This small wooden artefact was discovered during the National Museum of Ireland’s excavations at Fishamble Street in Dublin. These extensive works revealed a wealth of information about the Viking Age city and the people who lived there between the 9th and 11th centuries AD.
Measuring circa 5 cm in diameter and carved from a single piece of wood, the artefact appears to depict a wolf-like animal clasping a ball between its jaws and paws. The back of the beast is curved and contains a raised ridge, which is reminiscent of a boar. However, the rest of the animal is distinctly canine-looking. It has raised and pointed ears, tear-drop shaped eyes, distinct paw pads and prominent fangs which clasp the ball. A gap exists between the upper paws and the neck of the animal, allowing a string to be threaded through, which suggests that it may have been worn as a pendant[i].
Although this depiction of a dog-like animal may merely be a decorative devise, it could also reflect Norse mythology, where the Viking wolf Fenrir features prominently. According to Eddic poetry this fierce beast is destined to battle Odin during Ragnarök, the Viking end of days. After defeating Odin, Fenrir will leap into the air and swallow the sun, bringing darkness to the world (some versions suggest that his son, Skoll the wolf, will swallow the sun instead). This may be what is being depicted in the Fishamble Street piece: an enormous wolf devouring a ball-like sun.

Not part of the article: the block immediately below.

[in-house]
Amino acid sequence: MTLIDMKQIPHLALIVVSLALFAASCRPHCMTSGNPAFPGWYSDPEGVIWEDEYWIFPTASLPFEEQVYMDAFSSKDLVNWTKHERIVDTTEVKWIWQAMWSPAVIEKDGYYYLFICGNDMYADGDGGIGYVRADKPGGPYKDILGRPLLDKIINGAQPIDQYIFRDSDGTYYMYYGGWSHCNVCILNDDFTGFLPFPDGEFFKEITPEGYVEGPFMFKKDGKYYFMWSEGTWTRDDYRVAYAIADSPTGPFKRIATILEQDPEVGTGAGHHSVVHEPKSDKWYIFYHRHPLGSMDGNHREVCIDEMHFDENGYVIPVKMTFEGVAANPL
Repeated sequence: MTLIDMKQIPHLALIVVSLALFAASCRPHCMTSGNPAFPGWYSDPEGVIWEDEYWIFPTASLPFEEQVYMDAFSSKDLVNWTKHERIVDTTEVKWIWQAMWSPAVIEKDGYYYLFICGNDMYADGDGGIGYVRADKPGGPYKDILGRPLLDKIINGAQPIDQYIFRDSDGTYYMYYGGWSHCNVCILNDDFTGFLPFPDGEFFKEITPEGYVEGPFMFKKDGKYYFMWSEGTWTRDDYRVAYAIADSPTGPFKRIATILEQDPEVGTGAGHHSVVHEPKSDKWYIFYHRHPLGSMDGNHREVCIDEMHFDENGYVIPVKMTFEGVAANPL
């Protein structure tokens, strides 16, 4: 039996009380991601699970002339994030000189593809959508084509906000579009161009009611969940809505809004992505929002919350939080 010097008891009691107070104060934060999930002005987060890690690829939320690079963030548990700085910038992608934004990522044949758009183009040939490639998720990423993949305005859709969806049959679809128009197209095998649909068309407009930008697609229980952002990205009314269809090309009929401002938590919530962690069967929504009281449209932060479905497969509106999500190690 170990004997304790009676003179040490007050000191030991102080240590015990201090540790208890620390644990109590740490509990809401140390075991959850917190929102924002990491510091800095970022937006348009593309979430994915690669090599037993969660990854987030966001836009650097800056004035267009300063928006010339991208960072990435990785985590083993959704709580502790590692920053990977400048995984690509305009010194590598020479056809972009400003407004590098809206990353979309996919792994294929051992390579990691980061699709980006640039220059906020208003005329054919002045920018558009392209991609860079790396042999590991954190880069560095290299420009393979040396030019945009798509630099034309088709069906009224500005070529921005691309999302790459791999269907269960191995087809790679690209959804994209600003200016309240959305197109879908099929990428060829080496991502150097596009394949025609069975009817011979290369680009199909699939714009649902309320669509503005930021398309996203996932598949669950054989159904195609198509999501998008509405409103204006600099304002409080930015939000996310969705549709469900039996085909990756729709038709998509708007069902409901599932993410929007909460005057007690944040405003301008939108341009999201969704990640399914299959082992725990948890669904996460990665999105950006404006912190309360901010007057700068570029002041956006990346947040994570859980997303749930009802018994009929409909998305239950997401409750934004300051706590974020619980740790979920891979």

If this is the case then the object may represents a pagan amulet. That such an artefact would be found in Viking Dublin is not surprising as the city remained ostensibly pagan until the early 11th century when its king, Sitric Silkbeard, formally established the diocese of Dublin and Dúnán was ordained the city’s first bishop.
[i] The piece was originally described as a toggle by the National Museum
Lang, J. T 1988 Viking Age Decorated Wood; A Study of its Ornament and Style, Royal Irish Academy, Dublin
Lindow, J. 2001 A Handbook of Norse Mythology, ABC Clio, California